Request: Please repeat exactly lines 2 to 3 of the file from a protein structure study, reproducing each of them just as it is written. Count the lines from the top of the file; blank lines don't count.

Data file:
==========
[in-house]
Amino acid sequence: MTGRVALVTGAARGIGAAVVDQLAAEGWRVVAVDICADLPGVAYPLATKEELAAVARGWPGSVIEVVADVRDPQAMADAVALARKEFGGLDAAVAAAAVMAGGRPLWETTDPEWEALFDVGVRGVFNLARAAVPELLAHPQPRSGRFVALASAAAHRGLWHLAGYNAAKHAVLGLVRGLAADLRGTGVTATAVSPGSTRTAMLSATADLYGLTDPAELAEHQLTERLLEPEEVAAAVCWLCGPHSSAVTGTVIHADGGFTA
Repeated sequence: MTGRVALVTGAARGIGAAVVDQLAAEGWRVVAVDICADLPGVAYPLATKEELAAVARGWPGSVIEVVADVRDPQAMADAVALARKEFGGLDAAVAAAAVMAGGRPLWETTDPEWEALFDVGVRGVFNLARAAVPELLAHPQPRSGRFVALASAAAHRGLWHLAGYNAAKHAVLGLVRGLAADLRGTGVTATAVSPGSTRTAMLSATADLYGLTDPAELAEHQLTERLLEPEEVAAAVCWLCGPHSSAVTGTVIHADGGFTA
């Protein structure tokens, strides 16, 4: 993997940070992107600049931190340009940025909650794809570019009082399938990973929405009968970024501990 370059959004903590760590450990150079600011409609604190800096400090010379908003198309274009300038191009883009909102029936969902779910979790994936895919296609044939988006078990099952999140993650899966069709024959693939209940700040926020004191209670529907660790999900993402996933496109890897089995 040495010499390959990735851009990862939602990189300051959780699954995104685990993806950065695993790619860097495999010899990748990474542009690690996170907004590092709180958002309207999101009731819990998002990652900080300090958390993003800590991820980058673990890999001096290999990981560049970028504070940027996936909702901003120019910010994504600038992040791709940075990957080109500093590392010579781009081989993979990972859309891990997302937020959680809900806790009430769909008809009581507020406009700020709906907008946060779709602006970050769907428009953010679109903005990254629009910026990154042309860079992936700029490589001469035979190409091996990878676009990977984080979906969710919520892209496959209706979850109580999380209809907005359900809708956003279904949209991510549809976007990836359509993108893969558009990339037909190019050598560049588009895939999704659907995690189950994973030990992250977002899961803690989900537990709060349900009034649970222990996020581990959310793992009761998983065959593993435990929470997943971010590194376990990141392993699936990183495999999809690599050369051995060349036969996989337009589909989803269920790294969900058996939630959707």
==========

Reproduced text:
Amino acid sequence: MTGRVALVTGAARGIGAAVVDQLAAEGWRVVAVDICADLPGVAYPLATKEELAAVARGWPGSVIEVVADVRDPQAMADAVALARKEFGGLDAAVAAAAVMAGGRPLWETTDPEWEALFDVGVRGVFNLARAAVPELLAHPQPRSGRFVALASAAAHRGLWHLAGYNAAKHAVLGLVRGLAADLRGTGVTATAVSPGSTRTAMLSATADLYGLTDPAELAEHQLTERLLEPEEVAAAVCWLCGPHSSAVTGTVIHADGGFTA
Repeated sequence: MTGRVALVTGAARGIGAAVVDQLAAEGWRVVAVDICADLPGVAYPLATKEELAAVARGWPGSVIEVVADVRDPQAMADAVALARKEFGGLDAAVAAAAVMAGGRPLWETTDPEWEALFDVGVRGVFNLARAAVPELLAHPQPRSGRFVALASAAAHRGLWHLAGYNAAKHAVLGLVRGLAADLRGTGVTATAVSPGSTRTAMLSATADLYGLTDPAELAEHQLTERLLEPEEVAAAVCWLCGPHSSAVTGTVIHADGGFTA